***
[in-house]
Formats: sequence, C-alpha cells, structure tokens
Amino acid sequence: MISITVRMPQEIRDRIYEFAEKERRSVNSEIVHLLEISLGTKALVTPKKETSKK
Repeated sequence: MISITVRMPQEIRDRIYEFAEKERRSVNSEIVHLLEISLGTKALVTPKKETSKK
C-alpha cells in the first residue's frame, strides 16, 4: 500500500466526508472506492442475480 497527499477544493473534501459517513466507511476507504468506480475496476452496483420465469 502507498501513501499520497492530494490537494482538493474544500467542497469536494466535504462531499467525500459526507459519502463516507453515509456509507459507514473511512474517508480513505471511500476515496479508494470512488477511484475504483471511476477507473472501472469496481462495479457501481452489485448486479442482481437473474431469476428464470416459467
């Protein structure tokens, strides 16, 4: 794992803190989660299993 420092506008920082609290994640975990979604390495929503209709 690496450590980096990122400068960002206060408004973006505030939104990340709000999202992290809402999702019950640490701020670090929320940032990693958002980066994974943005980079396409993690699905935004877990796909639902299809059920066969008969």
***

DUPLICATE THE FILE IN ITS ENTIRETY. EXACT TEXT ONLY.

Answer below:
[in-house]
Formats: sequence, C-alpha cells, structure tokens
Amino acid sequence: MISITVRMPQEIRDRIYEFAEKERRSVNSEIVHLLEISLGTKALVTPKKETSKK
Repeated sequence: MISITVRMPQEIRDRIYEFAEKERRSVNSEIVHLLEISLGTKALVTPKKETSKK
C-alpha cells in the first residue's frame, strides 16, 4: 500500500466526508472506492442475480 497527499477544493473534501459517513466507511476507504468506480475496476452496483420465469 502507498501513501499520497492530494490537494482538493474544500467542497469536494466535504462531499467525500459526507459519502463516507453515509456509507459507514473511512474517508480513505471511500476515496479508494470512488477511484475504483471511476477507473472501472469496481462495479457501481452489485448486479442482481437473474431469476428464470416459467
């Protein structure tokens, strides 16, 4: 794992803190989660299993 420092506008920082609290994640975990979604390495929503209709 690496450590980096990122400068960002206060408004973006505030939104990340709000999202992290809402999702019950640490701020670090929320940032990693958002980066994974943005980079396409993690699905935004877990796909639902299809059920066969008969």